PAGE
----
SEO and web development go hand in hand. While often overlooked, a healthy on-page foundation can either be an absolute blessing or a hindrance holding back every piece of content and ranking from its true potential.
It’s a big deal.
Great SEO web development can be the difference between #1 rankings and endless frustration over low sitewide organic traffic.
How does your site hold up? Are you making errors that put you at risk for harsh Google penalties? Are you turning a blind eye to sitewide issues that could be setting you back?
No need to worry. This article will do a deep dive into some of the most common on-page SEO sins and how a web developer or web designer can correct them.
By the end, you’ll have the SEO for web developers basics down pat AND know how to avoid some of the lurking landmines you could fall victim to.
SEO for web developers basics
Mobile traffic is at an all-time high. According to BroadbandSearch.net, mobile traffic accounts for over 50% of total traffic. Back in 2013, that number was around 15%. And it doesn’t appear to be slowing down.
Over the last few years, Google has prioritized mobile-first indexing for over 70% of websites. And as of March 2021, Google will switch all sites over – whether they’re prepared or not.
In a nutshell, mobile-first indexing is when Google crawls the mobile version of your website and makes that the primary version. If you have an unresponsive, mobile UNfriendly website, Google probably won’t display your pages as often in search results.
In this day and age, having an unresponsive mobile website is a recipe for disaster. It means over 50% of your users are most likely going to have a poor user experience.
Even if your website is responsive, many other mobile-related issues could damage your SEO:
- Mobile pages with distracting popups that interfere with the content
- Mobile pages that display different content than the desktop version
- Poor website design that makes it difficult for users to navigate the site
- Overall page speed (we’ll discuss this later)
The two most common types of duplicate content web developers face are product descriptions, URL parameters going astray, and leaving out canonical tags when they’re needed.
Usually, the manufacturer gives the retailer or distributor a standard product description. Unfortunately, because that same product is sold by hundreds (if not thousands) of different websites, it results in lots of duplication.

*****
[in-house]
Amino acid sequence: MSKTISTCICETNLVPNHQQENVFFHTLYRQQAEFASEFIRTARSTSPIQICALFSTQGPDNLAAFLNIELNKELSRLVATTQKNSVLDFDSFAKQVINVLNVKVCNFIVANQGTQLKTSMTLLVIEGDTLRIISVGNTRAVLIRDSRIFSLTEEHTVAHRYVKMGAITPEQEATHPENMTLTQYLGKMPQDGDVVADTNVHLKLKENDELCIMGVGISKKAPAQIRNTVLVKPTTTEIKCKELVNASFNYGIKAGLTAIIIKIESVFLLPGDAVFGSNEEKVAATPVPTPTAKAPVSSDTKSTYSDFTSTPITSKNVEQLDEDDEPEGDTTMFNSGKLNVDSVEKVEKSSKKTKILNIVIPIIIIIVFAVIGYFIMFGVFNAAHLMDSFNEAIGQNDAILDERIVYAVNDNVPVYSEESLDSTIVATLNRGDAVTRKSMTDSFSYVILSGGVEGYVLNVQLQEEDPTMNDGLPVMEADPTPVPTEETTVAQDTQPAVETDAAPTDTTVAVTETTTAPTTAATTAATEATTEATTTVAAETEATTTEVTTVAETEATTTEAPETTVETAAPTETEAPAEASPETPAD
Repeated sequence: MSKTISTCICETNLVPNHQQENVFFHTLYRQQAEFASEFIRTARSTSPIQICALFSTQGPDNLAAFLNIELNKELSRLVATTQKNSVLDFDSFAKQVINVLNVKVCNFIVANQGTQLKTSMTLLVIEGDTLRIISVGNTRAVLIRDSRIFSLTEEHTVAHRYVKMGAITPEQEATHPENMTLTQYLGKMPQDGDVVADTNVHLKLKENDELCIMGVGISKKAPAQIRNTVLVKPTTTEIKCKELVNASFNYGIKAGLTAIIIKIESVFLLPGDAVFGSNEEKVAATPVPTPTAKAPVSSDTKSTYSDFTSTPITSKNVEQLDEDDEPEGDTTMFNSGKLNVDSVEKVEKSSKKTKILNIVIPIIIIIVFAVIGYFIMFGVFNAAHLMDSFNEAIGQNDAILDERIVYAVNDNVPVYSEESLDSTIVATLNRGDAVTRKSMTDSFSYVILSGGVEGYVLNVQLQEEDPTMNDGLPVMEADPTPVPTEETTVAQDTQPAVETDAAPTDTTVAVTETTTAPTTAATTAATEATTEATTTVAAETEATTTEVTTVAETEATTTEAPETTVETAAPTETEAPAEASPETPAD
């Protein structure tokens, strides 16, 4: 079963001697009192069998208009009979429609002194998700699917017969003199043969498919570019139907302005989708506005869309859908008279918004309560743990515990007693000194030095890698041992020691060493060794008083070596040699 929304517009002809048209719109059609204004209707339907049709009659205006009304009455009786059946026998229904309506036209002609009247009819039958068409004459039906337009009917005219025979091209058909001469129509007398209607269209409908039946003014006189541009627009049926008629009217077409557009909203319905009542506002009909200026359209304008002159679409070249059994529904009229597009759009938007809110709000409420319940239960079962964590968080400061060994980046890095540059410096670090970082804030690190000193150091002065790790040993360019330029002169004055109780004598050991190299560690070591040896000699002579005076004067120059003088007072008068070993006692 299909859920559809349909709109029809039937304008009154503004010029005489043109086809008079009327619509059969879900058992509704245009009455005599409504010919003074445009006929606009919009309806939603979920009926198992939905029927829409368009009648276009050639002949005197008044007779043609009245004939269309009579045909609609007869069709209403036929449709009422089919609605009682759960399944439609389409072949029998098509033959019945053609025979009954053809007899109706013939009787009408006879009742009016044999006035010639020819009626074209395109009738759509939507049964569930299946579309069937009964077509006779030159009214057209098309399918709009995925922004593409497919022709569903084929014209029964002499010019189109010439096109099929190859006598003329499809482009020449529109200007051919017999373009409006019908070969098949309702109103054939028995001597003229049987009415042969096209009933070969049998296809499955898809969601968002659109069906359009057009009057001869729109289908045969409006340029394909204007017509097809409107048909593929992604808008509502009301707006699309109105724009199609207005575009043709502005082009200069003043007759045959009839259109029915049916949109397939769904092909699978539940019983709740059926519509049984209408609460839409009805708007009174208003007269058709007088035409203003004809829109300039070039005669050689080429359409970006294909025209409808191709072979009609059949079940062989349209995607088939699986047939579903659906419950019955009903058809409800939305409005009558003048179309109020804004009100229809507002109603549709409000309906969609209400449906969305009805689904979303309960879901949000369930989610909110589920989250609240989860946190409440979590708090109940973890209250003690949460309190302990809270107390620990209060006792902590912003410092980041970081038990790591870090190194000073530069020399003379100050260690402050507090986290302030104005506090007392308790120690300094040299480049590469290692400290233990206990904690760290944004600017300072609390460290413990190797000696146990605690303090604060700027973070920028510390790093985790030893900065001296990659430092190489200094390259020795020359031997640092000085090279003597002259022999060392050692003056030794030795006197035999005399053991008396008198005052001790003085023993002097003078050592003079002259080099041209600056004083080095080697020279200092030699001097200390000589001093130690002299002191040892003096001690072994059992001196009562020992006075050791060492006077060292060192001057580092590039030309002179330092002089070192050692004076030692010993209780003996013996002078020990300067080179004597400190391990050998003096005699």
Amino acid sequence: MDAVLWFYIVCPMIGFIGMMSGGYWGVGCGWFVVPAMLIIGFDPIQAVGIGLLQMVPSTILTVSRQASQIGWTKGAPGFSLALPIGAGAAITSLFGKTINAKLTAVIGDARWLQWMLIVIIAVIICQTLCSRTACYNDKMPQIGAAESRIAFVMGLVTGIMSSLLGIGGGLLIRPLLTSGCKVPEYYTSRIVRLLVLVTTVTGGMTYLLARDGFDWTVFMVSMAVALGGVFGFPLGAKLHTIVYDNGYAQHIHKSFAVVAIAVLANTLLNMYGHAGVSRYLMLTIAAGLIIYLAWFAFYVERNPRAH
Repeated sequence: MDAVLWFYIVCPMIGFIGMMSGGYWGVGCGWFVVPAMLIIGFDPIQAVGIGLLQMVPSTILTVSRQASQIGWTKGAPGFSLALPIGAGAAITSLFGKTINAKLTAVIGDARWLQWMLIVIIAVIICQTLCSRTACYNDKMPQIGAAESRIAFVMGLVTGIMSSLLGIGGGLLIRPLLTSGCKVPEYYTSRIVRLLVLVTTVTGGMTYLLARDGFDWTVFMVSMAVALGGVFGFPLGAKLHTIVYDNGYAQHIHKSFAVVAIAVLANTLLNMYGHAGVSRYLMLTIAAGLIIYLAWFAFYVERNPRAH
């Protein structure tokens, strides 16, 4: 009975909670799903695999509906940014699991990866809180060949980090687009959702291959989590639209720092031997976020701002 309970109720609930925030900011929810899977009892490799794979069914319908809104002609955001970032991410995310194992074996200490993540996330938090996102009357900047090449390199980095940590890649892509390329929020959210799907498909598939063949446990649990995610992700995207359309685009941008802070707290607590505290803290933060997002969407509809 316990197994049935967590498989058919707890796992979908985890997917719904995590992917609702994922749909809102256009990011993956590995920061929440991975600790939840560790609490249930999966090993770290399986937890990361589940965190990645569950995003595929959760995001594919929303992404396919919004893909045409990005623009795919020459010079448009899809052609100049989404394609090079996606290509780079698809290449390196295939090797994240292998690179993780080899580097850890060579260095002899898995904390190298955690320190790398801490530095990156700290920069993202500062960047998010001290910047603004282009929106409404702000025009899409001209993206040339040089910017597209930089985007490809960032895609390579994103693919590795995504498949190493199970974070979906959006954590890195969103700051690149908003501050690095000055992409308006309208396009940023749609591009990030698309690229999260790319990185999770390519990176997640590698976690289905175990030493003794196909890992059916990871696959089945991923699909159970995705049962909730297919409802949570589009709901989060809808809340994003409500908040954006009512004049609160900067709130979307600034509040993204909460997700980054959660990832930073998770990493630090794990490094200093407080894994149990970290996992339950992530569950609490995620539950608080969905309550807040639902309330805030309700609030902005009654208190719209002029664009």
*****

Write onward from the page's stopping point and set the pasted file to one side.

To Google, this screams, “lazy site owner who doesn’t want to provide unique, high-value content to its users.”
Additionally, product pages often have the same information for each product. Things like:
- General company information
- Return policy information
- General shipping information
These are essential details, but having large chunks of information duplicated across hundreds of pages isn’t ideal for SEO. Instead, you should have dedicated pages for users who want to know more.
URL parameters from click tracking, analytics code, or product category filtering can often create multiple versions of the same page, which looks like duplicate content in the eyes of Google.
For example, let’s say www.shoes.com/soccer-shoes?color=blue is a duplicate of www.shoes.com/soccer-shoes?color=red, which is also a duplicate of www.shoes.com/soccer-shoes?limit=20&sessionid=123.
This would be duplicate content. As you can see, if replicated hundreds of different times for every product on an eCommerce site, it would look very sketchy.
Google does a great job of filtering out any URL parameters from their index, but they aren’t perfect.
The official recommendation from Google is to either avoid using URL parameters or use their URL parameters tool if both of the following apply:
- Your site has over 1,000 pages, AND
- Google has indexed a large number of duplicate content pages resulting from URL parameters.